Stock futures dipped after the jobs report, but were already lower after very weak Chinese export data renewed fears of a global slowdown. Treasury yields, already lower, fell slightly. The 2-year yield slipped to 2.45 percent.
A positive in the report was the so-called real unemployment rate, which dropped to an 18-year low of 7.3 percent from 8.1 percent last month. That number includes discouraged workers as well as those holding jobs part time for economic reasons.
“The modest response in Treasury yields would be consistent with a willingness to look through this data until we’re seeing broad based signs of slowing to stall speed,” said Jon Hill, BMO rates strategist.
Economists have been expecting growth to slip under 2 percent in the first quarter due to typical weak activity in winter, the government shutdown, extreme cold weather and the trade war with China. They do expect a bounce back to a pace above 2 percent in the second quarter.
Also on Friday, housing starts for January were reported to have increased a surprise 18.6 percent, the fastest pace in eight months.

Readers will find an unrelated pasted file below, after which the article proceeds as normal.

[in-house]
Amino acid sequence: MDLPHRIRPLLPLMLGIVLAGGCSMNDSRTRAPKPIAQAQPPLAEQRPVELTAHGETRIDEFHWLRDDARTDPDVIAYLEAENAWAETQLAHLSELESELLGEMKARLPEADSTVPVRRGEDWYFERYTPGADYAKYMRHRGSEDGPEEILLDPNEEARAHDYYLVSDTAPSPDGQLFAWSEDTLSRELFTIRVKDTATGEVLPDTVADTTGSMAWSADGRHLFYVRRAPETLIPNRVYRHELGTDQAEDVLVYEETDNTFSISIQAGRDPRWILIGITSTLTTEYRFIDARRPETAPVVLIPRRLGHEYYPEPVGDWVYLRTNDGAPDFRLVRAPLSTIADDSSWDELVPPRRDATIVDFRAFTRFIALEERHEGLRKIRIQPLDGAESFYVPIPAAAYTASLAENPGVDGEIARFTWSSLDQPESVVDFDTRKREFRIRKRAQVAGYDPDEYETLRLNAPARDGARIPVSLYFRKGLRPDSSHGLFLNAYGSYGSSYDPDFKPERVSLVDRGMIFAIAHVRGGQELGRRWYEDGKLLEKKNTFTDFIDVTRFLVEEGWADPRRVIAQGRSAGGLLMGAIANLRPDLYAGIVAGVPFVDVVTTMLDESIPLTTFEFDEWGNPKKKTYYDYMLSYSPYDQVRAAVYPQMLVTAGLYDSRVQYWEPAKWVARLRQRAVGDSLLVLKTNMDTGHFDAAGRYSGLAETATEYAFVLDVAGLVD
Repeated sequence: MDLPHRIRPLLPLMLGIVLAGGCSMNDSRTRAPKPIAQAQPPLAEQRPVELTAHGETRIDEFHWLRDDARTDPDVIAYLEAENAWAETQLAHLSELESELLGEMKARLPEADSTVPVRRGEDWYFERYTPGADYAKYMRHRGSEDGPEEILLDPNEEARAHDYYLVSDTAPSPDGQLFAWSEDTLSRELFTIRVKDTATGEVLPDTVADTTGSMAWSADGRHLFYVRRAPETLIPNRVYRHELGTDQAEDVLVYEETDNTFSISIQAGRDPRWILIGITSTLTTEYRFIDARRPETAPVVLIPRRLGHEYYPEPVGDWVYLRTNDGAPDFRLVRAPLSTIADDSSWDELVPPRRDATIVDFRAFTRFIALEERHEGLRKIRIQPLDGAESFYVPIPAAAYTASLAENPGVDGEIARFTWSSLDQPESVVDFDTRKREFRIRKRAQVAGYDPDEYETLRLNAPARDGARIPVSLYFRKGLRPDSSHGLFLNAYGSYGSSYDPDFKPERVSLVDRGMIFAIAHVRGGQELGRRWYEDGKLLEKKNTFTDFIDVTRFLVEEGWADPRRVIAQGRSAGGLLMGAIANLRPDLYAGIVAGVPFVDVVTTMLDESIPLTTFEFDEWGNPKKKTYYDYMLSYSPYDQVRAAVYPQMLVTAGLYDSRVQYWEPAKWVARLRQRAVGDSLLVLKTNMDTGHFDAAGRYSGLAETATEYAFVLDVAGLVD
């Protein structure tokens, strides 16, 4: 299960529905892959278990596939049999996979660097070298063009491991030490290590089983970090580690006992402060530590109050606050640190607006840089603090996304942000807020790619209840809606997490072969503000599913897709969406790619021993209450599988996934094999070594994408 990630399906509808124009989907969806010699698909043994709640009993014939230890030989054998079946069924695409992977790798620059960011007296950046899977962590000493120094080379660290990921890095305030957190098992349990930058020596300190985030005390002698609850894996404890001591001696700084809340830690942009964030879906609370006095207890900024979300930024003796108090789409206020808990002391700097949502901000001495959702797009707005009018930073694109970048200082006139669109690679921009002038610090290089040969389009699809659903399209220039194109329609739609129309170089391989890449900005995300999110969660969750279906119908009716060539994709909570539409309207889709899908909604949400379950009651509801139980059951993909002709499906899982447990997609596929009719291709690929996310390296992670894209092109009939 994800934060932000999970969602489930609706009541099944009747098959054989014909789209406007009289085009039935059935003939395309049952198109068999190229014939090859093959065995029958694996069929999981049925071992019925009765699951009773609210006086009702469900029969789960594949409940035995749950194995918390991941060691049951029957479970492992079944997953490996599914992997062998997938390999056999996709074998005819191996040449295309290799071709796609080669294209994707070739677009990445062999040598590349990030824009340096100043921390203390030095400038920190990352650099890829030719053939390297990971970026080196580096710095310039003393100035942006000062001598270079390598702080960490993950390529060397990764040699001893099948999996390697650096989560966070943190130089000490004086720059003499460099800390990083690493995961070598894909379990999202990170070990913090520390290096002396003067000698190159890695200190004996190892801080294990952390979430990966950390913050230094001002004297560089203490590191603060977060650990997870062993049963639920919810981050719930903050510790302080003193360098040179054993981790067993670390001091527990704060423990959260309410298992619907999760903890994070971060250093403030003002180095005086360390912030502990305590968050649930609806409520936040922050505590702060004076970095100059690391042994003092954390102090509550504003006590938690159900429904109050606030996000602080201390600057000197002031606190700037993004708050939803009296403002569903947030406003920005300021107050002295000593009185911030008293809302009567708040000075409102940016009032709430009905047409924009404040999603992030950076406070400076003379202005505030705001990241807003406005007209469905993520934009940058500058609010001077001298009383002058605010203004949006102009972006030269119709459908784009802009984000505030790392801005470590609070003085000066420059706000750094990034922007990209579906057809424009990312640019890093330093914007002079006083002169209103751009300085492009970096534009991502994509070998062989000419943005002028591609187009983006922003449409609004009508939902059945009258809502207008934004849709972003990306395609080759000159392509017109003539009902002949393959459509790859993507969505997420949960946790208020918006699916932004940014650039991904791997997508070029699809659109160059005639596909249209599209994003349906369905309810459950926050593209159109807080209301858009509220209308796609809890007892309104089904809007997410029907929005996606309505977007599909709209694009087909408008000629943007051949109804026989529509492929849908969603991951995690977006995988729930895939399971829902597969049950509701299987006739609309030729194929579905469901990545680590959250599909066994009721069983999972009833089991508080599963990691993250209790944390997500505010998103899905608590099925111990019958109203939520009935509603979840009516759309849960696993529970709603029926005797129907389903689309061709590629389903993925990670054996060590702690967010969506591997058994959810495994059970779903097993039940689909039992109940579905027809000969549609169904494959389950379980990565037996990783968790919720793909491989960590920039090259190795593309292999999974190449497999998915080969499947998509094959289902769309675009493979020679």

“Anybody who is mentioning the word ‘recession’ is wrong. The economy invariably slows in Q1. What we don’t know is it more than usual, and the poor quality and volatility in the data since the government shutdown has made it impossible to assess,” said McCarthy.
LaVorgna said while potentially an outlier, the weak jobs number could also be signaling that job growth has peaked.
“The point is it’s no longer 200,000. It’s sub 200,000 gains on the back of weaker global growth and there’s evidence the jobs market is not going to revert back to a sustainable 200,000 because the [unemployment] claims have been rising and the factory sector, if you looked at ISM, certainly looks like it peaked as well,” said LaVorgna.